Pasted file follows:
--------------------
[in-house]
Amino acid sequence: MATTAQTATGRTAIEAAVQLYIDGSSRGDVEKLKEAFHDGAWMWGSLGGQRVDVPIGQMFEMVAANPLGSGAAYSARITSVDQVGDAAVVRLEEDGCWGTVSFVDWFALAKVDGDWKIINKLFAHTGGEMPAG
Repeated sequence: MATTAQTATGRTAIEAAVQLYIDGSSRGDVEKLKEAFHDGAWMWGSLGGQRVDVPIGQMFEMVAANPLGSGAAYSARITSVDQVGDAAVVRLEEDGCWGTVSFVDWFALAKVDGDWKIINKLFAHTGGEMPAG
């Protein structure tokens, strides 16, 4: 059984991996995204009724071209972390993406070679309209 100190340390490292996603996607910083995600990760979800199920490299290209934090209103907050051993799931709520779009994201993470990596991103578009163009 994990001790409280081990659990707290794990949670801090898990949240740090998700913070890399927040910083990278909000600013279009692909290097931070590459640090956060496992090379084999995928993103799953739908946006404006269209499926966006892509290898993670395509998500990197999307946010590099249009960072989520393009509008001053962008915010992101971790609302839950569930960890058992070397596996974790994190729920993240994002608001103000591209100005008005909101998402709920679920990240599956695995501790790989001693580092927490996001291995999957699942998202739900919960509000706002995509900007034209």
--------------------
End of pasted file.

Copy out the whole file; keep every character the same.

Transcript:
[in-house]
Amino acid sequence: MATTAQTATGRTAIEAAVQLYIDGSSRGDVEKLKEAFHDGAWMWGSLGGQRVDVPIGQMFEMVAANPLGSGAAYSARITSVDQVGDAAVVRLEEDGCWGTVSFVDWFALAKVDGDWKIINKLFAHTGGEMPAG
Repeated sequence: MATTAQTATGRTAIEAAVQLYIDGSSRGDVEKLKEAFHDGAWMWGSLGGQRVDVPIGQMFEMVAANPLGSGAAYSARITSVDQVGDAAVVRLEEDGCWGTVSFVDWFALAKVDGDWKIINKLFAHTGGEMPAG
């Protein structure tokens, strides 16, 4: 059984991996995204009724071209972390993406070679309209 100190340390490292996603996607910083995600990760979800199920490299290209934090209103907050051993799931709520779009994201993470990596991103578009163009 994990001790409280081990659990707290794990949670801090898990949240740090998700913070890399927040910083990278909000600013279009692909290097931070590459640090956060496992090379084999995928993103799953739908946006404006269209499926966006892509290898993670395509998500990197999307946010590099249009960072989520393009509008001053962008915010992101971790609302839950569930960890058992070397596996974790994190729920993240994002608001103000591209100005008005909101998402709920679920990240599956695995501790790989001693580092927490996001291995999957699942998202739900919960509000706002995509900007034209």